Animal Advocate interview: illustrator and author Mini Grey

Illustrator Mini Grey is well-known and loved for her highly distinctive style of pictorial story-telling – it’s energetic, colourful and full of witty detail, every bit as appealing to adults as to children. She worked in theatre and schools before studying sequential design at Brighton University, and has acquired a range of skills including puppet-making, welding, carpentry and set design.

 

When she entered the world of children’s books with The Princess and the Pea and Biscuit Bear, her talent was immediately recognised: she was selected as one of the Booktrust’s Best New Illustrators, going on to win the prestigious Kate Greenaway Medal in 2007 for The Adventures of the Dish and the Spoon.

 

Her new book, The Greatest Show on Earth, published this month, is a real tour de force – I won’t be at all surprised if it wins Mini the Kate Greenaway Medal for a second time, and I hope it will.

 

I’d known of Mini’s brilliant books for many years, but it was when I met, walked and talked with her on a youth climate protest in Oxford, and then read her article Fury at the Farm (more about that below), that I realised she’s an animal advocate and environmental campaigner. You can find out more on her blog, Sketching Weakly.

  

I don’t usually have the chance to meet my guests in person, but for this feature I met Mini, appropriately, in the Museum of Natural History in Oxford.

Linda: First of all, congratulations on your wonderful new book! How did the idea come about? How long have you been working on it?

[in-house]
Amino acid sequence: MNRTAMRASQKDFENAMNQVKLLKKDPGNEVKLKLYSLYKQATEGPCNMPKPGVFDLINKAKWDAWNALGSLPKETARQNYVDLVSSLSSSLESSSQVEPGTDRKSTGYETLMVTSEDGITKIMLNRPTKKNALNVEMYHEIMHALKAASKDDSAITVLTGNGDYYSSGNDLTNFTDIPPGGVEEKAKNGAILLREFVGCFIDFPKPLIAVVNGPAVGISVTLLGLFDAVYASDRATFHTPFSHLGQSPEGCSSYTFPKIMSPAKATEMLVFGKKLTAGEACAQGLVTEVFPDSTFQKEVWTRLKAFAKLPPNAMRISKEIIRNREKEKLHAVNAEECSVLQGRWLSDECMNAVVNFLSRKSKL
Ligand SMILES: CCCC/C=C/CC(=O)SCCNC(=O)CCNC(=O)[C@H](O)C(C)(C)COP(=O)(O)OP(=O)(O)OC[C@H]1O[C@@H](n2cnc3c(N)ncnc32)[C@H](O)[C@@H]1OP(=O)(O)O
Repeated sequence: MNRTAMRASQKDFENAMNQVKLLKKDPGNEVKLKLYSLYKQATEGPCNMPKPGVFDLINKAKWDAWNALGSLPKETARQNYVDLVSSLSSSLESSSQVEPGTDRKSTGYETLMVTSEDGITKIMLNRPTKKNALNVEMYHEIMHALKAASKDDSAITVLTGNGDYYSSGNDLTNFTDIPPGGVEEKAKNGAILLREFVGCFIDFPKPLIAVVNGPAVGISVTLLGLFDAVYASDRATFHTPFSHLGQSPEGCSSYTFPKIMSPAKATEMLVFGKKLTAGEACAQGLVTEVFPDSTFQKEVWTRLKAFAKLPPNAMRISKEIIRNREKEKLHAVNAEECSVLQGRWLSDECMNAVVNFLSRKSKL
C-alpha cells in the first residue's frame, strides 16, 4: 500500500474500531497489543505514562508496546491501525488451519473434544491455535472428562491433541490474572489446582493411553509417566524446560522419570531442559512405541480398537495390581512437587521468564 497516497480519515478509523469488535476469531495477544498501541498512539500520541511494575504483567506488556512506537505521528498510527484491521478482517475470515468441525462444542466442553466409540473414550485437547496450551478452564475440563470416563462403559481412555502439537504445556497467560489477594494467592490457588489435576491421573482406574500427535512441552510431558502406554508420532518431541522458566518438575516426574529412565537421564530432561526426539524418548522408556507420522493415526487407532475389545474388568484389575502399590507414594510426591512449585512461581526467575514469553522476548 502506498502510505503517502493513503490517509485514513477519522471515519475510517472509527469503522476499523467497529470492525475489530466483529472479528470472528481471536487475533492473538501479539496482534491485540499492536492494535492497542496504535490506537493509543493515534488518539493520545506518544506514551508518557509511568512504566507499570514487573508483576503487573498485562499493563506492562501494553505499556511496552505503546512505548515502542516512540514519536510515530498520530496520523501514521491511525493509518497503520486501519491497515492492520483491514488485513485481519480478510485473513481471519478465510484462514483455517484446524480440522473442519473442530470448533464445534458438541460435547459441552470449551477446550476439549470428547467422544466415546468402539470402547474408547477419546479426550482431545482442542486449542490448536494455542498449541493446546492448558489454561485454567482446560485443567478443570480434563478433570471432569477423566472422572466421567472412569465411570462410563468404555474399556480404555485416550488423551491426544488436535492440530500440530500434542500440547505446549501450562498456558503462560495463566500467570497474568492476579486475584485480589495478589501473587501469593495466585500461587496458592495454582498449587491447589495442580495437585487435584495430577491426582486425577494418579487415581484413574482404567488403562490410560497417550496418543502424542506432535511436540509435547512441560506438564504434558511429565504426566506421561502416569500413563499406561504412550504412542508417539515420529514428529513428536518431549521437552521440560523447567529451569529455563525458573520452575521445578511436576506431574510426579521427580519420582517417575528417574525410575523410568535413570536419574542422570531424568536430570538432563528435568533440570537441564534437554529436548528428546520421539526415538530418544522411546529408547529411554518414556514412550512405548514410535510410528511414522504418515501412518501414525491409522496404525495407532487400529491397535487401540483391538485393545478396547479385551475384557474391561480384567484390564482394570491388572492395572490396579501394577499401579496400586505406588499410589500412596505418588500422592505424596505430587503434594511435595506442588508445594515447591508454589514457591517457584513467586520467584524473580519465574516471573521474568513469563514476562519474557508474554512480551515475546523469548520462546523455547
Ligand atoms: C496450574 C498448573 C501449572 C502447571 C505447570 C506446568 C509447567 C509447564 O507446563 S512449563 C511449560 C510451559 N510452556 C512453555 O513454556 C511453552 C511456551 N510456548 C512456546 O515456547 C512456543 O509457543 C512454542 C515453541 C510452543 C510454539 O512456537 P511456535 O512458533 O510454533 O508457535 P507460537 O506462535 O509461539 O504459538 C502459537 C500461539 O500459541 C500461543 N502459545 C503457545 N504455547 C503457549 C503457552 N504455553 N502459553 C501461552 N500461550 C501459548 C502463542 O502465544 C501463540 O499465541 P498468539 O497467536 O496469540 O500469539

Mini: About ten years! This Museum is a regular haunt for me and my son Herbie. When Herbie was about 5, we began wondering how to understand the concept of 4.6 billion years, the life of the planet, and started making a timeline. Later, Pollock’s Toy Theatre invited various artists to make toy theatres in the Victorian tradition, and with mine I had the idea of insects telling the story of life on Earth. This led to the idea of using the different parts of a theatre: the main stage (the scenes of life evolving), the wings, which give pictorial information, and the orchestra pit, which would be an unrolling tape-measure of time, each centimetre representing one million years. In that scale, it’s astonishing to realise that all of human life occupies less than the final three millimetres! When I made a dummy of a theatre book, my editor saw it and was keen, and it went from there.

 

Linda: Your books often have an unusual narrative standpoint, and here it’s insects who take us through the vast span of geological time. Why insects?

 

 

Mini: That was partly inspired by the great collections of insects – dead and living! – here at the Museum, and I thought of having insects as observers telling the story. Also I wanted to step outside our human point of view, and see what the story of life would look like from an arthropod viewpoint.

 

Linda: Your article Fury at the Farm looks at the idea most of us have, from childhood, of a picture-book farm: “a random collection of one or a few of several animals living together with a farmer – it’s a kind of animal sanctuary. No-one gets killed. The main danger is usually foxes or wolves. Old MacDonald had a picture book farm. Eee-i-eee-i-oh….”

 

It’s an excellent article, acknowledging the value of animal stories for the very young, but also stating that “The farm myth in picture books acts as a very useful screen.” It helps create cognitive dissonance about meat, letting people see themselves as animal lovers while ignoring the cruelty behind the meat on their plates. To counter this, you say that “the picture book superpower is to be able to put the reader into the place of someone else … Someone who might be a chicken,” and your story Doris, the Chicken who Changed the World was published in The Puffin Book of Big Dreams.  “You’ll never believe this, I know, but once upon a time, people used to eat animals...”

 

Have you any plans to write more stories in this vein?

 

 

Mini: I think the world need to hear about farming from a chicken’s point of view, and it’s time for a picture book with a brave chicken hero. (hint, hint!)